A new government study has found that more than half of workers in Swaziland’s garment industry are living with HIV, and officials are realizing that the once-hailed promise of manufacturing employment has become a financial and medical nightmare for tens of thousands of Swazi women.
“HIV prevalence among factory workers is 50.3 percent,” said Nhlanhla Nhlabatsi, an epidemiologist with the Ministry of Health. Nhlabatsi presented the data last week as preliminary findings for Swaziland’s first Behaviour Sentinel Surveillance Report to be released in its entirety later in the year.
About 30,000 Swazis, mostly women, are employed in garment factories financed by Taiwanese investors and operated by managers from mainland China.
The survey also found that most factory workers were well informed about HIV/AIDS, and 90 percent of workers interviewed were aware of the female condom and other methods of preventing HIV.
Government officials will now begin investigating the gap between knowledge of HIV/AIDS prevention and workers’ susceptibility to HIV. The prevalence rate for textile industry employees is significantly higher than the 26 percent rate among sexually active adult Swazis.
“Women comprise the largest number of workers at the garment industry plants. They work long hours at wages so low some of them are known to turn to prostitution to support themselves and their families,” said Alicia Simelane, an HIV testing and counselling officer at the Matsapha Industrial Estate, where Swaziland’s industry is concentrated outside the commercial hub of Manzini.
The link between “sweatshop” wages and the risk of HIV has been known for years, but the statistical impact of the risk is only becoming apparent now.
The garment factories began renting government-built factory shells in the late 1990s and early 2000s to take advantage of Swaziland’s trade agreement with the United States, which under the African Growth and Opportunities Act (AGOA), allows textile goods made in the country to enter the US without import taxes.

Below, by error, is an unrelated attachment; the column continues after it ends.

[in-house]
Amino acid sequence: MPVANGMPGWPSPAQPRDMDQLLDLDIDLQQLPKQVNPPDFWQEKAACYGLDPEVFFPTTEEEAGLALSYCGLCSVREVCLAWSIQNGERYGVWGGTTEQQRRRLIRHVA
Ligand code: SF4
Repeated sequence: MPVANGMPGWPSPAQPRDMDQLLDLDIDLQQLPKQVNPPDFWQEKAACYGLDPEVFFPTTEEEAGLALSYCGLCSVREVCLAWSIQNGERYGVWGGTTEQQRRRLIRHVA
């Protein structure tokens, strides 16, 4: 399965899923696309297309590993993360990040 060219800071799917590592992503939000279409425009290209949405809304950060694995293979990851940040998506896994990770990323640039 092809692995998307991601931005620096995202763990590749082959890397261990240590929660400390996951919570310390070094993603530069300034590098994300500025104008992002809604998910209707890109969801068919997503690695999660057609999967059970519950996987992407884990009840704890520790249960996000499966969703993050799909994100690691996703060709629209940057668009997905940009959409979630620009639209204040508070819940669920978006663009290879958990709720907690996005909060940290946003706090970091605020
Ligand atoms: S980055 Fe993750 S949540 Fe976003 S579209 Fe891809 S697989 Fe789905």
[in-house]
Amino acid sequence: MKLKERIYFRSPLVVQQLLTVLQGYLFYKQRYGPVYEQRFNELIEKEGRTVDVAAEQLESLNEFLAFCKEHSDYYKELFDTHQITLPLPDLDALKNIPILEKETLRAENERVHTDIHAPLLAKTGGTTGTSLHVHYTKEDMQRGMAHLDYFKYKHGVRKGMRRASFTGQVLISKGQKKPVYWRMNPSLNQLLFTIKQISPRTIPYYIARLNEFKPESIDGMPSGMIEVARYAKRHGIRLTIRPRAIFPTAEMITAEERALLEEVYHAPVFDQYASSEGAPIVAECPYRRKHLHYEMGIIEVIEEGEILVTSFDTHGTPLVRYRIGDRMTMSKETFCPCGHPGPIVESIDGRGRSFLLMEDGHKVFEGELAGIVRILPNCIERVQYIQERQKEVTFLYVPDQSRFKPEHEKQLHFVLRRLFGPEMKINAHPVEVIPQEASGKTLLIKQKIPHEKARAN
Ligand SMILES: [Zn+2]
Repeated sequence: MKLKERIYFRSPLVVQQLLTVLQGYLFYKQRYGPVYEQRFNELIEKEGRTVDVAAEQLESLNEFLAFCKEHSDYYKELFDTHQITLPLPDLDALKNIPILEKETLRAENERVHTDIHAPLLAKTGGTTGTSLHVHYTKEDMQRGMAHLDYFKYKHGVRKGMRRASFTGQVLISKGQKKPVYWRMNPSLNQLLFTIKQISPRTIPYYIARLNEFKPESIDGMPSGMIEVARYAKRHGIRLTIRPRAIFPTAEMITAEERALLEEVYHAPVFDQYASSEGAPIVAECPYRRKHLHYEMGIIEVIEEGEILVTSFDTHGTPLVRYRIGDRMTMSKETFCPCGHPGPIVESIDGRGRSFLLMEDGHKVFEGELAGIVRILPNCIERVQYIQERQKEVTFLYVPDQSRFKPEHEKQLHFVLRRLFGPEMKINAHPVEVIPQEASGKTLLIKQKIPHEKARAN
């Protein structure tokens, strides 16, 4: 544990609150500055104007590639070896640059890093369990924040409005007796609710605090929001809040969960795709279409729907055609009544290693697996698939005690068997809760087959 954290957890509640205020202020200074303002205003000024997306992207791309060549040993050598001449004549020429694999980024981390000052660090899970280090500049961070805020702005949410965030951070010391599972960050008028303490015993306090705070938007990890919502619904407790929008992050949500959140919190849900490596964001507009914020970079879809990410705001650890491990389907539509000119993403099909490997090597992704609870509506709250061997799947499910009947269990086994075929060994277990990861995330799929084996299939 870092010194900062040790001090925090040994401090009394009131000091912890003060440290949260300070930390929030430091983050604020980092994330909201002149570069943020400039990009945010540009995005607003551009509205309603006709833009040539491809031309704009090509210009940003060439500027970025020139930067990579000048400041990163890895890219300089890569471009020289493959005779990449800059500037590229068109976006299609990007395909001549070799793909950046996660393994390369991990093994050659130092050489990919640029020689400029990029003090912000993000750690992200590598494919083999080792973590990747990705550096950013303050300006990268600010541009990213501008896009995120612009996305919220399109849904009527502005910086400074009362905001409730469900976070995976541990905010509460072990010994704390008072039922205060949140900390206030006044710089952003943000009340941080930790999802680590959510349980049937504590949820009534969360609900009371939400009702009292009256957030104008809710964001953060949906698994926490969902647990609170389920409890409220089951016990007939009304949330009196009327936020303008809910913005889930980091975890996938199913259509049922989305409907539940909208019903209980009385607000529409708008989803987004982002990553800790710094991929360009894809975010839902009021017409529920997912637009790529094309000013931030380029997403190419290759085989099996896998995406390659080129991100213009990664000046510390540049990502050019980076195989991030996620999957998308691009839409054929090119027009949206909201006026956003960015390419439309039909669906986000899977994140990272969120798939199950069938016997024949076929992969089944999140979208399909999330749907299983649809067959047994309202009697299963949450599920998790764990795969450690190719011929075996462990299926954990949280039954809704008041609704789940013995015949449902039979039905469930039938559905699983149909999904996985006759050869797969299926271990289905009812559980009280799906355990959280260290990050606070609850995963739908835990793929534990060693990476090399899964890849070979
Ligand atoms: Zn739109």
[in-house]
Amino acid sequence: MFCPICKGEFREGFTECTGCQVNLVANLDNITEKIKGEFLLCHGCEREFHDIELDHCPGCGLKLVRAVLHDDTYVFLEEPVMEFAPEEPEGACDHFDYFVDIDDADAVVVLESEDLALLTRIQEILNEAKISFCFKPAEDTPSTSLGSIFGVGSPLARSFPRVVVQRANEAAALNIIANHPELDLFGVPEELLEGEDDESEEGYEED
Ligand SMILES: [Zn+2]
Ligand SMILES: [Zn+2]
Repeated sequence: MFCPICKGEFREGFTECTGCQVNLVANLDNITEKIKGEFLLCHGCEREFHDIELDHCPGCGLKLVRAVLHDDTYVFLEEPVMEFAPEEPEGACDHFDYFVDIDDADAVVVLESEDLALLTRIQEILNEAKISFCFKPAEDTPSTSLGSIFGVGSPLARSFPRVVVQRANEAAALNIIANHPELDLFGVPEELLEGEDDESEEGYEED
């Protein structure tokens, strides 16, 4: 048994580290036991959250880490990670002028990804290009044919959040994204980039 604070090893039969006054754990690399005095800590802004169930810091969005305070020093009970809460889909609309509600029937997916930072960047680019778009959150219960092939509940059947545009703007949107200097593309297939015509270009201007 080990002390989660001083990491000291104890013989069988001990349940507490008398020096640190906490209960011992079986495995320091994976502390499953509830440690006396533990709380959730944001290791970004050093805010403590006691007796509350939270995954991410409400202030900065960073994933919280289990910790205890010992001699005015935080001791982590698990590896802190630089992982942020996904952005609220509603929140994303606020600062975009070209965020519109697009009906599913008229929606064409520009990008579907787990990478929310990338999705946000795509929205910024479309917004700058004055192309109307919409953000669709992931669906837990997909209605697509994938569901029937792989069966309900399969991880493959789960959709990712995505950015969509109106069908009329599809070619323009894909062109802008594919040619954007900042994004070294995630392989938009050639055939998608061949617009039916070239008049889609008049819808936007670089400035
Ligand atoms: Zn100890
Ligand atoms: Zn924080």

According to the US Department of Commerce, the value of Swaziland's AGOA exports increased nearly threefold, from US$65 million in 2001 to a peak of $199 million in 2005. Now the country’s fortunes have declined: by 2007 Swaziland's AGOA exports were only $141 million, and by 2009 had almost halved to $101 million.
A strengthening of the local currency - the Lilangeni, which is pegged to the South African rand - combined with the global economic slowdown, resulted in a steep decline in orders. Factories, some of which were built at government expense and rented at very low cost to encourage businesses to set up in the country, have closed.
Matsapha-based garment factories contacted by IRIN/PlusNews would not comment on the record, but indicated that they complied with health and safety standards.
“The activity that causes AIDS is not done at the workplace. We are not responsible for the private lives of our employees,” said the manager of one firm.
|Men come to Matsapha and find commercial prostitutes. But some prefer the working women because we are seen as 'clean'. I have gone out with some men because I had to eat.|
AIDS activists acknowledged that the factories had cooperated with HIV prevention campaigns, allowing NGOs to interact with the workers and distribute educational material at factories.
Although most of the workers knew how to prevent HIV, their circumstances did not allow them to practise this. Wages for part-time workers can be as low as $56 a month, and rarely top $223 a month for factory-floor workers.
“My dates do not like to use condoms, so I cannot make them,” said Thabsile Dlamini, a 28-year-old mother of two. She describes her relationships with men as informal, and says she accepts money and gifts from them.
“It helps me buy food for the little ones. They are old enough to enter school. They need to have their fees paid.”
Another worker who is married would not give her name for fear her husband would learn of her activities, although he provides no financial support for her and their two-year old daughter.
“Men come to Matsapha and find commercial prostitutes. But some prefer the working women because we are seen as ‘clean’. I have gone out with some men because I had to eat. I have gone for counselling. I have taken the HIV test. I am HIV negative now, but they told me it is only a matter of time before I become infected if I have [unprotected] sex. But I know this without anyone telling me,” she told IRIN/PlusNews.
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